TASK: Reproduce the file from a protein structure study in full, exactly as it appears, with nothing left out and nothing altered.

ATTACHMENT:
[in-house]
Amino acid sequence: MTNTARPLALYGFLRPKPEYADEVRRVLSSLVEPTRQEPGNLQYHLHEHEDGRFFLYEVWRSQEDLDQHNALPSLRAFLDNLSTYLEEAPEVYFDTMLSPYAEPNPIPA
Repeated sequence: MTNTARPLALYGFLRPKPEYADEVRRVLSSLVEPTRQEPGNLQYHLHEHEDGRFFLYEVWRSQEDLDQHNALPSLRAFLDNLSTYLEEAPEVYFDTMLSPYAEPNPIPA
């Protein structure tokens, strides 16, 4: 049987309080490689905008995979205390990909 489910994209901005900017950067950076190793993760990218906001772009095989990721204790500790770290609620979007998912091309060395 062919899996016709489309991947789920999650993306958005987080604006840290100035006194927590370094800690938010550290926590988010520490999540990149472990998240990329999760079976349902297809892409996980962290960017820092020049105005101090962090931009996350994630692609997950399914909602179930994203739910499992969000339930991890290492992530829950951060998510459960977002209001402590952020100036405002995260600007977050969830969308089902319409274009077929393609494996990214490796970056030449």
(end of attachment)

[in-house]
Amino acid sequence: MTNTARPLALYGFLRPKPEYADEVRRVLSSLVEPTRQEPGNLQYHLHEHEDGRFFLYEVWRSQEDLDQHNALPSLRAFLDNLSTYLEEAPEVYFDTMLSPYAEPNPIPA
Repeated sequence: MTNTARPLALYGFLRPKPEYADEVRRVLSSLVEPTRQEPGNLQYHLHEHEDGRFFLYEVWRSQEDLDQHNALPSLRAFLDNLSTYLEEAPEVYFDTMLSPYAEPNPIPA
């Protein structure tokens, strides 16, 4: 049987309080490689905008995979205390990909 489910994209901005900017950067950076190793993760990218906001772009095989990721204790500790770290609620979007998912091309060395 062919899996016709489309991947789920999650993306958005987080604006840290100035006194927590370094800690938010550290926590988010520490999540990149472990998240990329999760079976349902297809892409996980962290960017820092020049105005101090962090931009996350994630692609997950399914909602179930994203739910499992969000339930991890290492992530829950951060998510459960977002209001402590952020100036405002995260600007977050969830969308089902319409274009077929393609494996990214490796970056030449």